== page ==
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A Rheophilic Suprise, Steatocranus bleheri
by Dave Hansen


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I wish I could truthfully report that tranquility continued in the tank, but at about six months of age, the carnage began. It seemed in one week that each time I turned the tank lights on, I found a dead fish. Death and destruction would occur in quick fashion. A fish would look great one moment, with finnage intact and swimming around normally only to be dead an hour later. My group of eight was now down to three. Two of them were about the same size and one was the runt of the group. The two larger ones did not exhibit any physical differences and I had no idea if they were either males, either females, or one of each. I kept a close eye on them in case I needed to separate the two, but peace settled back in and they continued to grow. While the rate of growth was equivalent, one of the cichlids began developing a small hump on his head. It was shortly after this that they began to gravitate together towards one side of the tank and kept the runt at bay on the other side.

Fin Underwater Fish Marine biology Tail


At the one year mark (almost exactly), the female disappeared into a breeding log for an extended period of time. The fact that they might be breeding had not occurred to me. They had not developed what I would consider a tight pair bond. The male was content to hover above a rock on his end of the aquarium, keeping his eye on everything in the breeding site. About a week later, I was shocked to see fry swimming around the entrance of the log. I immediately began feeding crushed flake and frozen cyclops. The fry were very shy and would not venture out to get the food. They eagerly ate when the small particles floated into their abode. I still had no idea how large the spawn was at this time. I would see about ten fry at any one time in the opening of the breeding log. After about a week of this passive behavior, they began to venture out a bit. The total brood numbered 40 fry. The male was content to hover above his brood and occasionally would scoot off to grab a fry that had ventured too far away. He would grab the baby in his mouth and deposit it back to the spawning site. The runt of the original group exhibited some aggressive posturing on his side of the tank and killed a few fry. The male had enough of this and kept him pinned in the corner for a number of days. Lesson learned! Once the juveniles gained some size, the runt lost his taste for the dominance war and swam around with the young ones. The fry from that first spawn have now outgrown the runt.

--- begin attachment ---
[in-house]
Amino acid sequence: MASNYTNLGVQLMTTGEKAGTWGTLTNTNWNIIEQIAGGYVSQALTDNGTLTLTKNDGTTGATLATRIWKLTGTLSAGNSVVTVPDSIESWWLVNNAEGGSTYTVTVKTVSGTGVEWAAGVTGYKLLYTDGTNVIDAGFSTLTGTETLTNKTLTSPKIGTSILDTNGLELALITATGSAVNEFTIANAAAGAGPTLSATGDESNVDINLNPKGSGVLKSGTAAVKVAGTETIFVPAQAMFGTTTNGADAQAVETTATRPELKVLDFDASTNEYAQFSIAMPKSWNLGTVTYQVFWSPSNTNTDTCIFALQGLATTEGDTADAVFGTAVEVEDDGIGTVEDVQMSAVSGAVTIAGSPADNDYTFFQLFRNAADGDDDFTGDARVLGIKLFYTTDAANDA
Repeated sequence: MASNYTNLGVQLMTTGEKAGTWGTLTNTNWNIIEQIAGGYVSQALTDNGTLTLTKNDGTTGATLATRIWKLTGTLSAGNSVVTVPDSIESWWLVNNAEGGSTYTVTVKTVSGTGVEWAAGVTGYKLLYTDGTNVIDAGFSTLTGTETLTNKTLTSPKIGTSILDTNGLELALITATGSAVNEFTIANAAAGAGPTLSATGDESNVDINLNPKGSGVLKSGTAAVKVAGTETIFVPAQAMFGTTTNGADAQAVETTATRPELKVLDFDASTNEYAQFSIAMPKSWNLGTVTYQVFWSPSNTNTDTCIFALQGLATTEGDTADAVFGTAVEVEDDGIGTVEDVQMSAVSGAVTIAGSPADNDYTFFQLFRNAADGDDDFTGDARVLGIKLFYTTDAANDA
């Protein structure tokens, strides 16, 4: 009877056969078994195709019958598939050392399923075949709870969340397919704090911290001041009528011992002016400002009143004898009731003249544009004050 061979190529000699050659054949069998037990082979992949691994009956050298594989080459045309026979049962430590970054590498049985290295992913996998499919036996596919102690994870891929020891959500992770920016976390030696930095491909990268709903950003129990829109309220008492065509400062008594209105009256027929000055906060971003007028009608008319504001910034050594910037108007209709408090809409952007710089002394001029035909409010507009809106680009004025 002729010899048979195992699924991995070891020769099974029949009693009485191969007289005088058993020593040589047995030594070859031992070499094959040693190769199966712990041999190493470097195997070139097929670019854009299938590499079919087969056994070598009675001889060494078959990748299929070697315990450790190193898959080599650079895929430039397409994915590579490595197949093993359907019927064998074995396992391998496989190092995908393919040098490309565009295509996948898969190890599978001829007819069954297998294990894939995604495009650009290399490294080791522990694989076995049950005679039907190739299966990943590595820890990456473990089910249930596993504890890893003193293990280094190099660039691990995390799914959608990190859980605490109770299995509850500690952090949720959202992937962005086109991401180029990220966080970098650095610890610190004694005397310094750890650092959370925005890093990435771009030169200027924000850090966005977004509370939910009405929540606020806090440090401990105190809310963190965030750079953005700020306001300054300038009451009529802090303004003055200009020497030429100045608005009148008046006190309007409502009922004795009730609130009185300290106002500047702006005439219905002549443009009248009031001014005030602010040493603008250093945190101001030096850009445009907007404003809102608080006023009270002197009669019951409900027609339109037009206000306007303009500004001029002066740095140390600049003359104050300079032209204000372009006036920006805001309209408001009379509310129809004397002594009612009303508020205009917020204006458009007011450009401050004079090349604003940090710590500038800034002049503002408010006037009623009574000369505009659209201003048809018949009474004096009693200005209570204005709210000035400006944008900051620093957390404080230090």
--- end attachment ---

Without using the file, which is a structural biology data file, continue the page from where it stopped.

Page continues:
Head Eye Terrestrial animal Marine biology Fish


My first goal was to get these beautiful fish into the hands of some of my fellow hobbyist. I donated six fry to our local clubs Breeder Award Program and gave out all but. a small number to some others who had expressed interest. In the words of Dr. Paul V. Loiselle, "one should never keep all the eggs in one basket".

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